The investment report showed that investment dropped another 5% q/q in real terms in the June quarter, the second straight decline – spending had dipped 5.4% in the March quarter. By sector, spending fell in mining in the June quarter (down another 16%, after a 13% fall in Q1), which is not unexpected, but there were increases for manufacturing (up 13%, following two straight falls) and for “other industries” (up 1%, the third straight rise).

The all-important forward looking investment spending intentions included firms’ final update for the 2015-16 fiscal year, and their revised (third) estimate of spending for 2016-17. Firms still expect to trim their spending in the current fiscal year, after a 15% dive in 2015-16, but the expected fall this year is smaller than the decline implied in the previous survey. Firms now expect total spending to drop 13% in the year ended June 2017 – previously, the projected fall was 20%. As before, the largest fall is for the miners.

On the evidence in this report, many firms remain reluctant to invest, but at least there are glimmers of hope that spending plans are firming up a little. Firms’ reticence to spend more has been despite record low interest rates, and the previous underinvestment which, at face value, should mean that increased investment is overdue in many sectors of the economy. The absence of what RBA Governor Glenn Stevens has called “animal spirits” probably is to blame, but at least there are signs that some of the previous pessimism is fading.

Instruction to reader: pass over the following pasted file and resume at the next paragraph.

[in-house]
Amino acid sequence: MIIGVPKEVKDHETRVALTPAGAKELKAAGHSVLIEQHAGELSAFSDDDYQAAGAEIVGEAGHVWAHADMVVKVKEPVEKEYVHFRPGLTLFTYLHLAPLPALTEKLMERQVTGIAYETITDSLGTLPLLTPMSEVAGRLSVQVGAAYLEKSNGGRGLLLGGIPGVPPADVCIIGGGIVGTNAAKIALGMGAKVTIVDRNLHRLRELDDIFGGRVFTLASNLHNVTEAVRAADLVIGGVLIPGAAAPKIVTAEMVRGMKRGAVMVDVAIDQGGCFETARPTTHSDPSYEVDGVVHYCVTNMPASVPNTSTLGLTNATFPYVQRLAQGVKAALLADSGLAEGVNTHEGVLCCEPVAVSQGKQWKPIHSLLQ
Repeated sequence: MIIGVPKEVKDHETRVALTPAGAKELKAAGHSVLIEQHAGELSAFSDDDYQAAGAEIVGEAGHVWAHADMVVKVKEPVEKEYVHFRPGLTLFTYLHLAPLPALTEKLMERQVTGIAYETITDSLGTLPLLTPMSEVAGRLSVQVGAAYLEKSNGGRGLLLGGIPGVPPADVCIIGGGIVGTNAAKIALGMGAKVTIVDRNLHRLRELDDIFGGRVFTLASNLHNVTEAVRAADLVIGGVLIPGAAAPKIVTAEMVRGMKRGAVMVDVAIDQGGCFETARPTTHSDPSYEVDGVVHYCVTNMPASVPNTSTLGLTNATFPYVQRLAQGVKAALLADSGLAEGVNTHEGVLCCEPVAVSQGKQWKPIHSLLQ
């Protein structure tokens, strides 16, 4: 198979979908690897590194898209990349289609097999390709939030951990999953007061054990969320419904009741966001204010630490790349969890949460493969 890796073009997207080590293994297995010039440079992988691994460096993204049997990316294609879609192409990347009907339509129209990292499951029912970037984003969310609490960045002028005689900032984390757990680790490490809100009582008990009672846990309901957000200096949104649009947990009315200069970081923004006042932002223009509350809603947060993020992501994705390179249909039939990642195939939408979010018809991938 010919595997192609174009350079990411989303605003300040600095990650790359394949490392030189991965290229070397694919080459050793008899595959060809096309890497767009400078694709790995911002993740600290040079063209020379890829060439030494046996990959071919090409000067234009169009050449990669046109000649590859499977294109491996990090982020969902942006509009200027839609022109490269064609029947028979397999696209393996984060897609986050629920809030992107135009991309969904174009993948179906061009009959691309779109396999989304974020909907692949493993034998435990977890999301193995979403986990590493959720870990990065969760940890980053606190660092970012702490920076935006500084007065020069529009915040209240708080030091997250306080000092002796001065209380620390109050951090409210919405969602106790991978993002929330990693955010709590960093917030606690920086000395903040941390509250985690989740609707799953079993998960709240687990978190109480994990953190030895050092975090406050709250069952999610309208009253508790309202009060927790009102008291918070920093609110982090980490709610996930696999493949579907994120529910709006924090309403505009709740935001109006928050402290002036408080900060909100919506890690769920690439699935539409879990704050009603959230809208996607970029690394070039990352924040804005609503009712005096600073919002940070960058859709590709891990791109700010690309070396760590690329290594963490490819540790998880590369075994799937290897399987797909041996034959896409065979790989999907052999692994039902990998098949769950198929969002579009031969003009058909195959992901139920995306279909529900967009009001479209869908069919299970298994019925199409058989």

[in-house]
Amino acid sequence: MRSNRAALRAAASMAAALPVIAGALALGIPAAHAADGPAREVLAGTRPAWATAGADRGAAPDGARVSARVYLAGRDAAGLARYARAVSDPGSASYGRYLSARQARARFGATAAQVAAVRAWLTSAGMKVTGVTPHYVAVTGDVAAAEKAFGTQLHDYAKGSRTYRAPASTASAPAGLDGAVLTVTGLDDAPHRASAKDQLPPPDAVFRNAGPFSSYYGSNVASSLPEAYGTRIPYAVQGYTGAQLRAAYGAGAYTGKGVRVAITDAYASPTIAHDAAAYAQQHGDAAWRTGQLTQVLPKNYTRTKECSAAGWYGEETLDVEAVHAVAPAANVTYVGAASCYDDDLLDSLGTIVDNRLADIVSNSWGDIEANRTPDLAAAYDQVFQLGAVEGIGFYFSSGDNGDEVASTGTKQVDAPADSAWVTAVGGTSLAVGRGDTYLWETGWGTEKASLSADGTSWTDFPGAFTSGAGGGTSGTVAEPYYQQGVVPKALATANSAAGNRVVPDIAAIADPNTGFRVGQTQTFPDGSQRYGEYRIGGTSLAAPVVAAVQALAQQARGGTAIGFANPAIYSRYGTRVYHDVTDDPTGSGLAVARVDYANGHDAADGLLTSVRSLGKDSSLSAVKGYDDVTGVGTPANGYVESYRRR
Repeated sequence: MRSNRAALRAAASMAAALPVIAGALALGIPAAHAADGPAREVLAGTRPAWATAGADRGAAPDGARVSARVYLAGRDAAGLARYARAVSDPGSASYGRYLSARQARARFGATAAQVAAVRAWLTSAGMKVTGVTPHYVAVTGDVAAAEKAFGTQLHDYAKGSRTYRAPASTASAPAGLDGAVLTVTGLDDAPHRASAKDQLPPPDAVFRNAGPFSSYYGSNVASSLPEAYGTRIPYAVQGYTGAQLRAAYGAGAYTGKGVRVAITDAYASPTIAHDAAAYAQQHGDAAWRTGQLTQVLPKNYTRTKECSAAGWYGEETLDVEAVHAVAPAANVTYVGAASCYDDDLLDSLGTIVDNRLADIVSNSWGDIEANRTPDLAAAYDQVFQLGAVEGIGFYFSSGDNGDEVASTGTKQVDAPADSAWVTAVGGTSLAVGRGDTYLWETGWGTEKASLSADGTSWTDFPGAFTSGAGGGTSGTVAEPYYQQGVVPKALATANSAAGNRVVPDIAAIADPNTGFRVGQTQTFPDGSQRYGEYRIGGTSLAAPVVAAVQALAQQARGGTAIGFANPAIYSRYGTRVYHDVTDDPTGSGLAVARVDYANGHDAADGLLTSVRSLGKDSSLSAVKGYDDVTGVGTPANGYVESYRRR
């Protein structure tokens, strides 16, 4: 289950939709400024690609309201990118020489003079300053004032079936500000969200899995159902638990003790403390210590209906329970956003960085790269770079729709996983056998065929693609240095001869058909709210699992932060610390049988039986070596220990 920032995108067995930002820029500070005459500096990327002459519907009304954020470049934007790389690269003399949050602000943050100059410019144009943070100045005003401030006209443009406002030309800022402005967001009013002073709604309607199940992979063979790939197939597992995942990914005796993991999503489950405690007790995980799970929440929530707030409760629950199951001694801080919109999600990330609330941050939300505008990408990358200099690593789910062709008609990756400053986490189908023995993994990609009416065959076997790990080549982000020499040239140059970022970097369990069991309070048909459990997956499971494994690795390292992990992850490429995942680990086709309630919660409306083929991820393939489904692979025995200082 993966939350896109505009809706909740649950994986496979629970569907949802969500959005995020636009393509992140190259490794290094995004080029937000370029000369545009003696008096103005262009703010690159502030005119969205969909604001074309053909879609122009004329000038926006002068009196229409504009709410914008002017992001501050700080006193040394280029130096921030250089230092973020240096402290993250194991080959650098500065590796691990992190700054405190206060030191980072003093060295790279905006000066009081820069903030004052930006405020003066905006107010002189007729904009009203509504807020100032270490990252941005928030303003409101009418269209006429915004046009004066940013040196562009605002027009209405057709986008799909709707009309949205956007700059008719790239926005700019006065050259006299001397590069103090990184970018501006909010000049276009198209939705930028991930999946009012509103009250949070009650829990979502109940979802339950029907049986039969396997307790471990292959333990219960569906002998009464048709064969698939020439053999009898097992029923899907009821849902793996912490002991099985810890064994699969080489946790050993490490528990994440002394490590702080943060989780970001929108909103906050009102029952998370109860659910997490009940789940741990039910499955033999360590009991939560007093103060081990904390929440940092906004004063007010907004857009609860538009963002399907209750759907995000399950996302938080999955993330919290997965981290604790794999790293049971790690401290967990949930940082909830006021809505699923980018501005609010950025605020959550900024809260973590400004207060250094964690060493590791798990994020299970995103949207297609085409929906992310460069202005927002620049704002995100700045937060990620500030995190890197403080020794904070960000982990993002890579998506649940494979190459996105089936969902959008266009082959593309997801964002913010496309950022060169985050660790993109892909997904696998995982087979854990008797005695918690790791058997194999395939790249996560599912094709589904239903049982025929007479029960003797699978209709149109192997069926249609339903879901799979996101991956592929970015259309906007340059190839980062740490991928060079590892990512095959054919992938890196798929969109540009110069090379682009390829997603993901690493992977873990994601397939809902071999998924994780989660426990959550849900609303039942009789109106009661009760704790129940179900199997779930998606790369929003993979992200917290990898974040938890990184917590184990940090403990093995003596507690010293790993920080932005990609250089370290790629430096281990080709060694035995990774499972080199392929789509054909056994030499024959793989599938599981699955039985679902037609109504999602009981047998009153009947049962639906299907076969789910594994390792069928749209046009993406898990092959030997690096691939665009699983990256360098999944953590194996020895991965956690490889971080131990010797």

Meanwhile, the retail sales report showed that spending was unchanged in July (actually, it dropped marginally, but the fall rounds up to zero), after the bare 0.1% gains for both May and June. Sales were strongest in the food category (up 0.7%), but there were falls in the more discretionary areas of spending, including department stores (down more than 6%), and on household goods (down 0.7%). It seems the consumer is another reluctant participant in the economy’s stop-start rotation towards more non-mining sources of growth.

Investment Spensing